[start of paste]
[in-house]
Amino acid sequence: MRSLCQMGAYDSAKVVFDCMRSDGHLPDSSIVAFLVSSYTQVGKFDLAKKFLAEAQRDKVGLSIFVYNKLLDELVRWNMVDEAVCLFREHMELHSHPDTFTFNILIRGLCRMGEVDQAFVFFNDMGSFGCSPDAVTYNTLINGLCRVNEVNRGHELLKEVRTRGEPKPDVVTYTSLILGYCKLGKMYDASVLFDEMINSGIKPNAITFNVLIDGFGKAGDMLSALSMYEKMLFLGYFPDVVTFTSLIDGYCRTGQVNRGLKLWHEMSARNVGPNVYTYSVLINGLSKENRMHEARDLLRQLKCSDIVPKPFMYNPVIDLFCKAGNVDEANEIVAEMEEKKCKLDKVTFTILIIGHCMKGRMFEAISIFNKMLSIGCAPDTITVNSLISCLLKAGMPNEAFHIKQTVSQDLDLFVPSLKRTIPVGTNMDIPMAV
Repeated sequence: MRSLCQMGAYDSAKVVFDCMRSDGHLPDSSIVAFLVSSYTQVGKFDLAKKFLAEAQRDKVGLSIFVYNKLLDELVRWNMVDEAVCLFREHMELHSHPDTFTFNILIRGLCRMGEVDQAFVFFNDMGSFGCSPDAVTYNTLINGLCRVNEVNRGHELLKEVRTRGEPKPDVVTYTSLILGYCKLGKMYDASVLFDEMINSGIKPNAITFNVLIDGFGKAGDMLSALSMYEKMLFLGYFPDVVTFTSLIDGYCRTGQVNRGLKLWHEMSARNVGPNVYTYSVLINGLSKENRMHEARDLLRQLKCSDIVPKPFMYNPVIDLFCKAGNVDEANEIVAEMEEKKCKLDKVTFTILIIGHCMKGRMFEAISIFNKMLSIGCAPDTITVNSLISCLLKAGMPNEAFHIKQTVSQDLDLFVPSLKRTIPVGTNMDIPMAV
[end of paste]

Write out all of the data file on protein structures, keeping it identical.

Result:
[in-house]
Amino acid sequence: MRSLCQMGAYDSAKVVFDCMRSDGHLPDSSIVAFLVSSYTQVGKFDLAKKFLAEAQRDKVGLSIFVYNKLLDELVRWNMVDEAVCLFREHMELHSHPDTFTFNILIRGLCRMGEVDQAFVFFNDMGSFGCSPDAVTYNTLINGLCRVNEVNRGHELLKEVRTRGEPKPDVVTYTSLILGYCKLGKMYDASVLFDEMINSGIKPNAITFNVLIDGFGKAGDMLSALSMYEKMLFLGYFPDVVTFTSLIDGYCRTGQVNRGLKLWHEMSARNVGPNVYTYSVLINGLSKENRMHEARDLLRQLKCSDIVPKPFMYNPVIDLFCKAGNVDEANEIVAEMEEKKCKLDKVTFTILIIGHCMKGRMFEAISIFNKMLSIGCAPDTITVNSLISCLLKAGMPNEAFHIKQTVSQDLDLFVPSLKRTIPVGTNMDIPMAV
Repeated sequence: MRSLCQMGAYDSAKVVFDCMRSDGHLPDSSIVAFLVSSYTQVGKFDLAKKFLAEAQRDKVGLSIFVYNKLLDELVRWNMVDEAVCLFREHMELHSHPDTFTFNILIRGLCRMGEVDQAFVFFNDMGSFGCSPDAVTYNTLINGLCRVNEVNRGHELLKEVRTRGEPKPDVVTYTSLILGYCKLGKMYDASVLFDEMINSGIKPNAITFNVLIDGFGKAGDMLSALSMYEKMLFLGYFPDVVTFTSLIDGYCRTGQVNRGLKLWHEMSARNVGPNVYTYSVLINGLSKENRMHEARDLLRQLKCSDIVPKPFMYNPVIDLFCKAGNVDEANEIVAEMEEKKCKLDKVTFTILIIGHCMKGRMFEAISIFNKMLSIGCAPDTITVNSLISCLLKAGMPNEAFHIKQTVSQDLDLFVPSLKRTIPVGTNMDIPMAV